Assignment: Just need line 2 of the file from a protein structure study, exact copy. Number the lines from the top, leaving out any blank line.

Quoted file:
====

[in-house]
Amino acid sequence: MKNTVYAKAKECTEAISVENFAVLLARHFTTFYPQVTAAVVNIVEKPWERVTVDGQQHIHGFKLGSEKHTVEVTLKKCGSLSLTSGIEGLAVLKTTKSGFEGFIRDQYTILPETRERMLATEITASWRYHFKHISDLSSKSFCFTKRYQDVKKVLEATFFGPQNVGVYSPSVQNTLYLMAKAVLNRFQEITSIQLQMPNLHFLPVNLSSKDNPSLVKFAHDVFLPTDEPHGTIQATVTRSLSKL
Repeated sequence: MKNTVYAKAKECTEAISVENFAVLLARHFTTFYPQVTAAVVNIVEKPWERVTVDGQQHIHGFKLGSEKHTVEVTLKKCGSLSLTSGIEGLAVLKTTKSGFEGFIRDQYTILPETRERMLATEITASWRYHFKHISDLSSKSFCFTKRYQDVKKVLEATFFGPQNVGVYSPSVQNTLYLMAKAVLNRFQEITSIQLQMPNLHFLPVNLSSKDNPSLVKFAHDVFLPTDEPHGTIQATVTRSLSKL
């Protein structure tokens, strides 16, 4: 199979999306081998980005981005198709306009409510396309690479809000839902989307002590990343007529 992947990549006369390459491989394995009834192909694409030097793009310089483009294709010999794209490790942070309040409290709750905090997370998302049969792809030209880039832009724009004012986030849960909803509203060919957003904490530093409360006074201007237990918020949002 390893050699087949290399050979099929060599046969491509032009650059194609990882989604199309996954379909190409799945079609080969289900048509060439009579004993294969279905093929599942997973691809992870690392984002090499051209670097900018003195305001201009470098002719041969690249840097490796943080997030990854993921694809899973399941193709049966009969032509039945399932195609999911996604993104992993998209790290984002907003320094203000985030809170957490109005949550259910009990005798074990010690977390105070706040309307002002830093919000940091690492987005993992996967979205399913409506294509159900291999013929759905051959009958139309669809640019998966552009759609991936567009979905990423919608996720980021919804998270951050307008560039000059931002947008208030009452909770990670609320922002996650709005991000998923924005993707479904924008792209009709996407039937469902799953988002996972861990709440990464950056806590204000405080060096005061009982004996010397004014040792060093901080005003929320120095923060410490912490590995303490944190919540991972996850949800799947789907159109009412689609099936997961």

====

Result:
Amino acid sequence: MKNTVYAKAKECTEAISVENFAVLLARHFTTFYPQVTAAVVNIVEKPWERVTVDGQQHIHGFKLGSEKHTVEVTLKKCGSLSLTSGIEGLAVLKTTKSGFEGFIRDQYTILPETRERMLATEITASWRYHFKHISDLSSKSFCFTKRYQDVKKVLEATFFGPQNVGVYSPSVQNTLYLMAKAVLNRFQEITSIQLQMPNLHFLPVNLSSKDNPSLVKFAHDVFLPTDEPHGTIQATVTRSLSKL